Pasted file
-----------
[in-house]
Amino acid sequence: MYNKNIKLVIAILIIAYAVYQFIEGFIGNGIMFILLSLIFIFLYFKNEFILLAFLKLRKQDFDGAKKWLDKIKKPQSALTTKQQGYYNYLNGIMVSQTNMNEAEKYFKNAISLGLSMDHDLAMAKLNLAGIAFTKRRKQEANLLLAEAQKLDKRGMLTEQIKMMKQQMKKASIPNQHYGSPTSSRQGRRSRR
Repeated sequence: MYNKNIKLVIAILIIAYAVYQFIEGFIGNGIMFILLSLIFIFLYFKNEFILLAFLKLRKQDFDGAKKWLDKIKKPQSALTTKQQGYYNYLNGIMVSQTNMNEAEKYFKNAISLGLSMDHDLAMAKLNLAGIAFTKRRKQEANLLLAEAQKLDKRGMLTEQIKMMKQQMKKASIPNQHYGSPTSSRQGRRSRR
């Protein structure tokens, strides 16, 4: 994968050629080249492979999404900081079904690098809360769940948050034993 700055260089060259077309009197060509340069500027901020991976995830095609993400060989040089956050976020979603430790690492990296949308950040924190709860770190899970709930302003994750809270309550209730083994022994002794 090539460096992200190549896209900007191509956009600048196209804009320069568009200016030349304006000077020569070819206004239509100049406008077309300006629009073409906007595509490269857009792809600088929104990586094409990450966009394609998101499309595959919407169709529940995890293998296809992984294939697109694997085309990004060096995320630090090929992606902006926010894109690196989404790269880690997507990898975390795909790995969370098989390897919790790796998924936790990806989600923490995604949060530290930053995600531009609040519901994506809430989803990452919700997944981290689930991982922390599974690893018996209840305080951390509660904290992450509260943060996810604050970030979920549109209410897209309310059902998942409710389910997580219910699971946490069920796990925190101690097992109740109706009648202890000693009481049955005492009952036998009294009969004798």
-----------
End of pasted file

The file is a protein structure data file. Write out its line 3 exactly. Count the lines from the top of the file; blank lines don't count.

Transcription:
Repeated sequence: MYNKNIKLVIAILIIAYAVYQFIEGFIGNGIMFILLSLIFIFLYFKNEFILLAFLKLRKQDFDGAKKWLDKIKKPQSALTTKQQGYYNYLNGIMVSQTNMNEAEKYFKNAISLGLSMDHDLAMAKLNLAGIAFTKRRKQEANLLLAEAQKLDKRGMLTEQIKMMKQQMKKASIPNQHYGSPTSSRQGRRSRR